I’ve written here before that the Criminal Justice Branch is corrupt and that the Special Prosecutor program is a fraud and has been from the start. Acting on SP Terry Robertson’s report with knowledge of the alleged conflict proves the CJB is also incompetent.

The members of the legislature need to stop shouting partisan insults and get down to the real business of campaign finance reform. Take the big money players out of the equation. A decision to authorize a mine, a pipeline or a port or to enforce environmental laws should not be influenced by bag men arriving with pockets stuffed with cash.

Additionally, the criminal justice branch has to be removed from the Attorney General’s department and the administration assigned to a Commissioner of Justice, appointed by and reporting to the legislature. That office should be charged with creating an accessible court system that treats every British Columbian by the same standards.

Categories: BC Liberals, Justice

4 replies »

  1. The fact that Harper Grey LLP donated $1,000 to Kash Heed's election campaign is one item of minor significance.

    I would agree if that was as far as it went BUT, since 1998 Harper Grey LLP has donated $54,00O to the BC Liberals (source CBC)

    Since 2005 Bryan (top dog at HG LLP) and Jane Baynham have contributed in excess of $16,000 to the BC Libs (source Elections BC database)

    In his spare (?) time Bryan Baynham Q.C. vets potential Liberal candidates (would this be a service to the party with value?) in an agressive and thorough manner (source Global News).

    Harvey Grey LLP, among other clients, represents the “largest casino and bingo operators” in the province (they prolly have Kevin Krueger's cell on speed dial).

    Perusing the Elections BC database gives the impression that the average Liberal donation is three or four figures while most NDP donations run from $10-$50. And when you get right down to it, even evil unions (most larger NDP donations) at least in theory represent PEOPLE, working people, not corporations or the elite whose agenda isn't necessarily compatible with that of the rest of us, in spite of the “golden showers” theory of economics.

    Perhaps elections should be publically financed, otherwise the rich and the corporations will continue to own the best government they can afford and the other 95% of the people our representatives are supposed to represent can just go sit on something sharp and “shut the f* up” (Madam Senator Ruth)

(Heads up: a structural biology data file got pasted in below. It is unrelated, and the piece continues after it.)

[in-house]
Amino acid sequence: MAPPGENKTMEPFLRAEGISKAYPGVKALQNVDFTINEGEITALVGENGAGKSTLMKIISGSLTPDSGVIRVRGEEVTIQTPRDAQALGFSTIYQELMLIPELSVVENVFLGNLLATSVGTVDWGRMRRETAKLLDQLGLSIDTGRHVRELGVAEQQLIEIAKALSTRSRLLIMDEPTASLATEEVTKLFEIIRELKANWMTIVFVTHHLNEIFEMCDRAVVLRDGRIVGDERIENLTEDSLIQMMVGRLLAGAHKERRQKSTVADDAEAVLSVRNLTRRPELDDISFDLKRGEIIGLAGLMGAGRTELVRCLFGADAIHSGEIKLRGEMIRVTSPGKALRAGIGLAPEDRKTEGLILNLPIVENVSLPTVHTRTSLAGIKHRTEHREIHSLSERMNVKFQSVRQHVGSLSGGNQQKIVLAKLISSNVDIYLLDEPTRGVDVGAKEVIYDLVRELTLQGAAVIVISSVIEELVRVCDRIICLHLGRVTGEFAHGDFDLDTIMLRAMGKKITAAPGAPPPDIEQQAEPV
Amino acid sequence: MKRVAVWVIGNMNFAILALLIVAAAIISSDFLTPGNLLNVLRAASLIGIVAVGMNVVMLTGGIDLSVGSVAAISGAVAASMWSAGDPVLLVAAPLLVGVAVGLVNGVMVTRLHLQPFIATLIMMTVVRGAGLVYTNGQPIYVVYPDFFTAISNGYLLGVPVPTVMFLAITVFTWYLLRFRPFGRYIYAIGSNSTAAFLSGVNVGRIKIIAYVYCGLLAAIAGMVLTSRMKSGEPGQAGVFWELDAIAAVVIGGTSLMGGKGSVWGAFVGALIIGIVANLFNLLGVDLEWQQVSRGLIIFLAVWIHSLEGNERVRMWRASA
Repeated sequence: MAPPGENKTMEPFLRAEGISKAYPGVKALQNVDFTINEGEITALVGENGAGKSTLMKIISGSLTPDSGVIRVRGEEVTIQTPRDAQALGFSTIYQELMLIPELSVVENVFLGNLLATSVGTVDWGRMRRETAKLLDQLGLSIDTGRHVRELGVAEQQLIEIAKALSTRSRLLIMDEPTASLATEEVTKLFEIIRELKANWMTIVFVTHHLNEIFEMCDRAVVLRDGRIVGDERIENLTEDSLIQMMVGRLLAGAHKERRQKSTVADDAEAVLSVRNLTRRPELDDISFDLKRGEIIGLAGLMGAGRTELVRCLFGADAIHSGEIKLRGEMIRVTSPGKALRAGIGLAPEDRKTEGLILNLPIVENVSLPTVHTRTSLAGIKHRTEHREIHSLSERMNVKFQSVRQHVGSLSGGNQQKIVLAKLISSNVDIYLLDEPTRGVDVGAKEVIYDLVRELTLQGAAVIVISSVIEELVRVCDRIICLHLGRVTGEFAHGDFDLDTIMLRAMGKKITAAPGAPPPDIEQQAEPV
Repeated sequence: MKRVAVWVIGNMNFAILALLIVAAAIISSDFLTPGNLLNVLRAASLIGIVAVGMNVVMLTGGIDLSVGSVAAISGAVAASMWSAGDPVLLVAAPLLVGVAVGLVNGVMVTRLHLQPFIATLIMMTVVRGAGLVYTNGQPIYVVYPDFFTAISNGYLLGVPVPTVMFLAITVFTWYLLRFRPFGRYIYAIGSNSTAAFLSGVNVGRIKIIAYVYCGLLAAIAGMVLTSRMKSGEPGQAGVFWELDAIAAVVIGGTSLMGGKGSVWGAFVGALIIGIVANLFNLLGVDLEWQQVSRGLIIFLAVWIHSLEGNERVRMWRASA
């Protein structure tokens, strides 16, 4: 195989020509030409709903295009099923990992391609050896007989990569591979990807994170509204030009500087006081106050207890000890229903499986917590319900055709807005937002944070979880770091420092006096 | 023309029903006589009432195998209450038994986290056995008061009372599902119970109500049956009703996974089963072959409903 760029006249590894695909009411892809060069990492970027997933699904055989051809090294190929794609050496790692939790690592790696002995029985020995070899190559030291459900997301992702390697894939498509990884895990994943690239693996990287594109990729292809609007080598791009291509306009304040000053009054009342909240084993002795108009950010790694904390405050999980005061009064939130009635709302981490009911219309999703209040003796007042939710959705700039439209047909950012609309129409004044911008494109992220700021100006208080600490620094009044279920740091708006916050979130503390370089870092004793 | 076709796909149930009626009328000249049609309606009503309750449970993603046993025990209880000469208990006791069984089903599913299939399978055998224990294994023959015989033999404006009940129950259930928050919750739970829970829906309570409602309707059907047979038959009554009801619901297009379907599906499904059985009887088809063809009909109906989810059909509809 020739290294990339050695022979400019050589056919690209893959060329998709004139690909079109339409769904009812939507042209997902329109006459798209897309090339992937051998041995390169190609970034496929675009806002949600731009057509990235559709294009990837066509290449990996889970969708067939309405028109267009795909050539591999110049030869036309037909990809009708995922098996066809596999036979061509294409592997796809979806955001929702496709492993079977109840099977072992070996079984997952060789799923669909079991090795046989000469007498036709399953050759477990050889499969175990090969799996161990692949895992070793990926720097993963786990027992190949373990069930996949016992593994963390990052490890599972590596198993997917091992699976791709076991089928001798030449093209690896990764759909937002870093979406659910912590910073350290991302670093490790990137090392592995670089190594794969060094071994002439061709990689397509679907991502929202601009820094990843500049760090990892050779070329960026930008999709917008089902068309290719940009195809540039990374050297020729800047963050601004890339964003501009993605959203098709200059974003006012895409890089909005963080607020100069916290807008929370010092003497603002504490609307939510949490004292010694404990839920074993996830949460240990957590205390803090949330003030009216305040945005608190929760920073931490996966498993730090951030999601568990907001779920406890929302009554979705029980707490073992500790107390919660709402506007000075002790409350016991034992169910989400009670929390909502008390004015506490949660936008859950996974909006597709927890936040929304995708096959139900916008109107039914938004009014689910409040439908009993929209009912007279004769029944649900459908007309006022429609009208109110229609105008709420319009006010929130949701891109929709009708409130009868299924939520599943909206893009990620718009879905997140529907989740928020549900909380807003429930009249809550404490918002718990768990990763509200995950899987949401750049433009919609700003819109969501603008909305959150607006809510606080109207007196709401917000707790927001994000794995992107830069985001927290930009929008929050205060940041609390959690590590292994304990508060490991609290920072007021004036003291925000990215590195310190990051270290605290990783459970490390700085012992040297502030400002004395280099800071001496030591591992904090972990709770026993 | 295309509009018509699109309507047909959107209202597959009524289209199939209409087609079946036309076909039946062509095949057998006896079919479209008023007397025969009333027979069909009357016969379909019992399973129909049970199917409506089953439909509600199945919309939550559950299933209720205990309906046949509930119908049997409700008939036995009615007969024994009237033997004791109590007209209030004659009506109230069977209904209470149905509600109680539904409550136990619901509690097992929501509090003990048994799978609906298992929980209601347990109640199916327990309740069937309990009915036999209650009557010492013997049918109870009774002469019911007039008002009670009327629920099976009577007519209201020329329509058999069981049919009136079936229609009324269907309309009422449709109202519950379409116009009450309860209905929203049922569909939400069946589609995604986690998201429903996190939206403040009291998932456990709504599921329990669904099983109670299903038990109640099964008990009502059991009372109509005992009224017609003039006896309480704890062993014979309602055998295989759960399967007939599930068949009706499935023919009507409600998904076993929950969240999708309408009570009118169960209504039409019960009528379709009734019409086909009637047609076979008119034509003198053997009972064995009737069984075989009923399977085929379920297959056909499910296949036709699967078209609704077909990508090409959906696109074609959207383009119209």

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  2. You are correct. The Baynhams are contributors to and beneficiaries of the Liberals, Jane being one of the governments many patronage appointments.

    Indeed Harper Grey LLP will have cabinet ministers on speed dial and, more importantly, the rainmakers' phone numbers. But, so does every other major law firm in town. Harper Grey is not unique; they don't do business in an unusual outlaw fashion. Political influence is one of the tools of the downtown legal business and one that allows extravagant billing rates.

    Liberals will never allow real change in election financing laws. Too many insiders earn their wonderful livings from the way things are. Do you ever imagine that Patrick Kinsella will stand up and say, “Let's make this system fair to everyone.”

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  3. I guess you're right Norm, but then we don't take our democracy as seriously as the Greeks, but then we didn't start working on it a couple millenia ago either.

    Eventually if these guys, the greed bags aren't brought under control, they or their children will be dog food. A system totally out of whack cannot last forever and none ever has.

    It's hard to conceive of modern day British Columbians taking actual issues of social justice with the degree of seriousness that they devote to deciding which new flat screen TeeVee to buy – until they are wondering what they can eat and rich folks start looking tasty.

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  4. Yes Mr. Farrell. YOu are so right. We are only watching the little picture on the big flat screen. Look into the background. Get the smell in your nostrils. Recognize system wide corruption, especially in resources (gas wind etc)